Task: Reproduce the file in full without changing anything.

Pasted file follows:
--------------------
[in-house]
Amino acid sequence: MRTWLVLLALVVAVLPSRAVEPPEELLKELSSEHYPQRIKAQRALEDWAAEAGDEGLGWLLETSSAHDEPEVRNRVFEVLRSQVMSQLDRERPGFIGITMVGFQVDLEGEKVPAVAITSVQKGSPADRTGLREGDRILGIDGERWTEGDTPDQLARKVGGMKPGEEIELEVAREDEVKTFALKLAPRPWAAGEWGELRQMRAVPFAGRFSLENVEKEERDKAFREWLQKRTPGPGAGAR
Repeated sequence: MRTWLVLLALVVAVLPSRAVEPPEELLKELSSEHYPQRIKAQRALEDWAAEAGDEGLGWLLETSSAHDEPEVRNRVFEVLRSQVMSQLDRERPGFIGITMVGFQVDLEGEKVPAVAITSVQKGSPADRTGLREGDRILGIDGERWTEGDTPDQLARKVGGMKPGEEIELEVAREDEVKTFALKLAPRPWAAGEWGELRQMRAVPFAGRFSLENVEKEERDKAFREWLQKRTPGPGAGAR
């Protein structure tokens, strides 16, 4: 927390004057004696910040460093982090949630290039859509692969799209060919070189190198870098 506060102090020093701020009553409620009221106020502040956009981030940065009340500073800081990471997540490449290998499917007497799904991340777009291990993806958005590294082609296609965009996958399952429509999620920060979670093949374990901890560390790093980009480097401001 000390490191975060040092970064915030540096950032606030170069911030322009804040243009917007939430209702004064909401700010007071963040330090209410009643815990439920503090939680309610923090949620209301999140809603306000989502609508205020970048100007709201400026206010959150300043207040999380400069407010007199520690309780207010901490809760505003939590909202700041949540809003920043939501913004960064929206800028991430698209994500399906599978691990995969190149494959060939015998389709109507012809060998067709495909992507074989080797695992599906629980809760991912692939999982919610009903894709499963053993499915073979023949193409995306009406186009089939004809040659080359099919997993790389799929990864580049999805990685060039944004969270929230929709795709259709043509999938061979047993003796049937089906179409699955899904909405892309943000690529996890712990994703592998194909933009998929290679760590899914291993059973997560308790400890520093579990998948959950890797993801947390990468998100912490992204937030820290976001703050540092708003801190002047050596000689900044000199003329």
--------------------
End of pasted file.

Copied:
[in-house]
Amino acid sequence: MRTWLVLLALVVAVLPSRAVEPPEELLKELSSEHYPQRIKAQRALEDWAAEAGDEGLGWLLETSSAHDEPEVRNRVFEVLRSQVMSQLDRERPGFIGITMVGFQVDLEGEKVPAVAITSVQKGSPADRTGLREGDRILGIDGERWTEGDTPDQLARKVGGMKPGEEIELEVAREDEVKTFALKLAPRPWAAGEWGELRQMRAVPFAGRFSLENVEKEERDKAFREWLQKRTPGPGAGAR
Repeated sequence: MRTWLVLLALVVAVLPSRAVEPPEELLKELSSEHYPQRIKAQRALEDWAAEAGDEGLGWLLETSSAHDEPEVRNRVFEVLRSQVMSQLDRERPGFIGITMVGFQVDLEGEKVPAVAITSVQKGSPADRTGLREGDRILGIDGERWTEGDTPDQLARKVGGMKPGEEIELEVAREDEVKTFALKLAPRPWAAGEWGELRQMRAVPFAGRFSLENVEKEERDKAFREWLQKRTPGPGAGAR
């Protein structure tokens, strides 16, 4: 927390004057004696910040460093982090949630290039859509692969799209060919070189190198870098 506060102090020093701020009553409620009221106020502040956009981030940065009340500073800081990471997540490449290998499917007497799904991340777009291990993806958005590294082609296609965009996958399952429509999620920060979670093949374990901890560390790093980009480097401001 000390490191975060040092970064915030540096950032606030170069911030322009804040243009917007939430209702004064909401700010007071963040330090209410009643815990439920503090939680309610923090949620209301999140809603306000989502609508205020970048100007709201400026206010959150300043207040999380400069407010007199520690309780207010901490809760505003939590909202700041949540809003920043939501913004960064929206800028991430698209994500399906599978691990995969190149494959060939015998389709109507012809060998067709495909992507074989080797695992599906629980809760991912692939999982919610009903894709499963053993499915073979023949193409995306009406186009089939004809040659080359099919997993790389799929990864580049999805990685060039944004969270929230929709795709259709043509999938061979047993003796049937089906179409699955899904909405892309943000690529996890712990994703592998194909933009998929290679760590899914291993059973997560308790400890520093579990998948959950890797993801947390990468998100912490992204937030820290976001703050540092708003801190002047050596000689900044000199003329």